Computer Lib/Dream Machines

From Wikipedia, the free encyclopedia
Computer Lib/Dream Machines
First edition cover
AuthorTed Nelson
CountryUnited States
PublisherSelf-published (1st ed.)
Tempus Books/Microsoft Press (2nd ed.)
Publication date
1974 (1st ed.)
1987 (2nd ed.)
Media typePrint (Paperback)

Computer Lib/Dream Machines is a 1974 book by Ted Nelson, printed as a two-front-cover paperback to indicate its "intertwingled" nature. Originally self-published by Nelson, it was republished with a foreword by Stewart Brand in 1987 by Microsoft Press.

In Steven Levy's book Hackers, Computer Lib is described as "the epic of the computer revolution, the bible of the hacker dream. [Nelson] was stubborn enough to publish it when no one else seemed to think it was a good idea."[1]

Published just before the release of the Altair 8800 kit, Computer Lib is often considered the first book about the personal computer.[2]


Prior to the initial release of Computer Lib/Dream Machines, Nelson was working on the first hypertext project, Project Xanadu, founded in 1960. An integral part to the Xanadu vision was computing technology and the freedom he believed came with it.[3] These ideas were later compiled and elaborated upon in the 1974 text, around the time when locally networked computers had appeared and Nelson found global networks as a space for the hypertext system.[4]


Computer Lib[edit]

In Computer Lib. You can and must understand computers NOW, Nelson covers both the technical and political aspects of computers.[5]

Nelson attempts to explain computers to the laymen during a time when personal computers had not yet become mainstream and anticipated the machine being open for anyone to use.[6] Nelson writes about the need for people to understand computers more deeply than was generally promoted as computer literacy, which he considers a superficial kind of familiarity with particular hardware and software. His rallying cry "Down with Cybercrud" is against the centralization of computers such as that performed by IBM at the time, as well as against what he sees as the intentional untruths that "computer people" tell to non-computer people to keep them from understanding computers.[7]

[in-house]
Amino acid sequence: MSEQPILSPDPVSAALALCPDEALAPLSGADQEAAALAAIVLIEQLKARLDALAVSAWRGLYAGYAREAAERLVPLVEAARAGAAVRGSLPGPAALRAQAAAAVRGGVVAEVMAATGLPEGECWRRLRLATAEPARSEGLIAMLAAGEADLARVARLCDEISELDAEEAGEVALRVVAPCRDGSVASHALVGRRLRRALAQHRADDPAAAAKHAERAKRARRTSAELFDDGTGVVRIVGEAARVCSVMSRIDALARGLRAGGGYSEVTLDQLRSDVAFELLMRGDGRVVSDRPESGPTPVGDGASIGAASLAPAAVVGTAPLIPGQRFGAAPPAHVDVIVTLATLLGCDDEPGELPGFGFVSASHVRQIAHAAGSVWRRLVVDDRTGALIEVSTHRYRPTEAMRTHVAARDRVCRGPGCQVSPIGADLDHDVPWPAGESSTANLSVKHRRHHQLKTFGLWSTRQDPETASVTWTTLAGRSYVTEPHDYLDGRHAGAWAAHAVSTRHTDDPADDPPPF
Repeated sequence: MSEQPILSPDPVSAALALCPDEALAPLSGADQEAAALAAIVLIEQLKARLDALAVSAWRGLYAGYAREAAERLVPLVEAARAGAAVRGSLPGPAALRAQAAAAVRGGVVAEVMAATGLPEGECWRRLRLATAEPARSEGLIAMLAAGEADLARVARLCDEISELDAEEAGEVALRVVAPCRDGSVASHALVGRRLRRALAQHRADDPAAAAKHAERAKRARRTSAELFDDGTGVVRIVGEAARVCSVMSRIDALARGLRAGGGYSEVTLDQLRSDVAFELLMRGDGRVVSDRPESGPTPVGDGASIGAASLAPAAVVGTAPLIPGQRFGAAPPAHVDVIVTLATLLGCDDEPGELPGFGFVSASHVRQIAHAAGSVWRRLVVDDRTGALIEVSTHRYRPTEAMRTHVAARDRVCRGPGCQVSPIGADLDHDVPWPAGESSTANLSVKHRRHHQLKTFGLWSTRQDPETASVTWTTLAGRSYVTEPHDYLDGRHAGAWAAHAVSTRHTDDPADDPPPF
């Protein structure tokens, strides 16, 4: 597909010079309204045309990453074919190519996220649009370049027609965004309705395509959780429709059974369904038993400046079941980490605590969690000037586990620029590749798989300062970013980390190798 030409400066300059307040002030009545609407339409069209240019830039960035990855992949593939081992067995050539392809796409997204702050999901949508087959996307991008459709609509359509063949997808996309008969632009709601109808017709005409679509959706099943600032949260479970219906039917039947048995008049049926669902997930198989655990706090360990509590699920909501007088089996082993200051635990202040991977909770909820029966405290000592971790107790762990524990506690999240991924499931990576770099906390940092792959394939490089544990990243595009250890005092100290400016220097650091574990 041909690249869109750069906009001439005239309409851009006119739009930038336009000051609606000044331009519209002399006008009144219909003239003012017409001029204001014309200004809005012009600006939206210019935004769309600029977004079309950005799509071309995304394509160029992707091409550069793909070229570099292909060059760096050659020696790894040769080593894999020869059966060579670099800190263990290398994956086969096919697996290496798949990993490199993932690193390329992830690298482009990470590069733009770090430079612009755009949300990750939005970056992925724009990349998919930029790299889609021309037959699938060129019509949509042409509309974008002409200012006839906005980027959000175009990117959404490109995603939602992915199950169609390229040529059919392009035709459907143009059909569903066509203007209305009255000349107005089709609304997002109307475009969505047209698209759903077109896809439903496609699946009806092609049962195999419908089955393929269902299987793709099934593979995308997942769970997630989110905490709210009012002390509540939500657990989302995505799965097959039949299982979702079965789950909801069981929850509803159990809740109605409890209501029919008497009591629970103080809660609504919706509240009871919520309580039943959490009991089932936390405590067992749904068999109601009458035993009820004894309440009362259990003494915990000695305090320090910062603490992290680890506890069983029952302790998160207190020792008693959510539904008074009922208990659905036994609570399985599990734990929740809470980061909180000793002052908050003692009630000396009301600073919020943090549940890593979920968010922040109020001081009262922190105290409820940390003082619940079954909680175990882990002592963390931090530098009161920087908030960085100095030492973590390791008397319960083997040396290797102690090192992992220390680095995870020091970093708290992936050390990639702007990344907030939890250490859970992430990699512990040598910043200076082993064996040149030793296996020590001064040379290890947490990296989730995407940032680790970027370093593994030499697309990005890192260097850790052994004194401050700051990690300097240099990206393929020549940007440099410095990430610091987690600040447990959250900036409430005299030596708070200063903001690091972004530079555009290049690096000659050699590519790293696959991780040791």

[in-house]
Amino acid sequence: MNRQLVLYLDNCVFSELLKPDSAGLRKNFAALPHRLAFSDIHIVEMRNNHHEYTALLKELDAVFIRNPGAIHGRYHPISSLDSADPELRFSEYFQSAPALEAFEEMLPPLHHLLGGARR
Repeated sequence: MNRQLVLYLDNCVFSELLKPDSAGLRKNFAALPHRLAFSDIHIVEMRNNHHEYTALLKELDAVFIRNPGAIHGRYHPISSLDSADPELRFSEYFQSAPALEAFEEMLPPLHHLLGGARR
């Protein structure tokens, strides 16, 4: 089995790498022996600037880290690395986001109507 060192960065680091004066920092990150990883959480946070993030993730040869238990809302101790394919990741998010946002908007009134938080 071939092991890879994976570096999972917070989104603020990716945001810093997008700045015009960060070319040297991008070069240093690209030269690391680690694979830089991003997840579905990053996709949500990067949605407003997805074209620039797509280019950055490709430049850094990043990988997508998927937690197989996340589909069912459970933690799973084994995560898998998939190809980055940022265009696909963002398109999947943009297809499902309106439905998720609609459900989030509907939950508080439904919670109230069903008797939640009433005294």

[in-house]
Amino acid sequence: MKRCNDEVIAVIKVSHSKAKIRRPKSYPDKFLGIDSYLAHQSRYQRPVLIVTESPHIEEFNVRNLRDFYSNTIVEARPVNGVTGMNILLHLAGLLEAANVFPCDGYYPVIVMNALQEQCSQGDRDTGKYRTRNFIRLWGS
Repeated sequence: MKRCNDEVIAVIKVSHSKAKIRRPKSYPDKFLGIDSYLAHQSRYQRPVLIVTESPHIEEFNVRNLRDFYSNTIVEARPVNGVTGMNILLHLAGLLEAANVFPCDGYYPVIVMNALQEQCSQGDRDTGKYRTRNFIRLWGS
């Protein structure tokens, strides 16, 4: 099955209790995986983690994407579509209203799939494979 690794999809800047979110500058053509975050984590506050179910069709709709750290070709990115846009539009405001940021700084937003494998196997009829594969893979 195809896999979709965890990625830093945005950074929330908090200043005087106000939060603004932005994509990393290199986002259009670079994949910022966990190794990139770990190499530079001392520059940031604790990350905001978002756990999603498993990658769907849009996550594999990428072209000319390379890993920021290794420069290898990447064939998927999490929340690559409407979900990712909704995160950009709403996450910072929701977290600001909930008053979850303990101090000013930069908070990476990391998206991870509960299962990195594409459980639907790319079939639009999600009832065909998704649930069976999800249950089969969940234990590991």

Dream Machines[edit]

Dream Machines. New Freedom through Computer Screens- a Minority Report, is the opposite of the Computer Lib side. Nelson explores what he believes is the future of computers and the alternative uses for them.[4] This side was his counterculture approach to how computers had typically been used.

Nelson covers the flexible media potential of the computer, which was shockingly new at the time.[8] He saw the use of hypermedia and hypertext, both terms he coined, being beneficial for creativity and education. He urged readers to look at the computer not as just a scientific machine, but as an interactive machine that can be accessible to anyone.[6]

In this section, Nelson also described the details of Project Xanadu. He proposed the idea of a future Xanadu Network, where users could shop at Xanadu stands and access material from global storage systems.[4]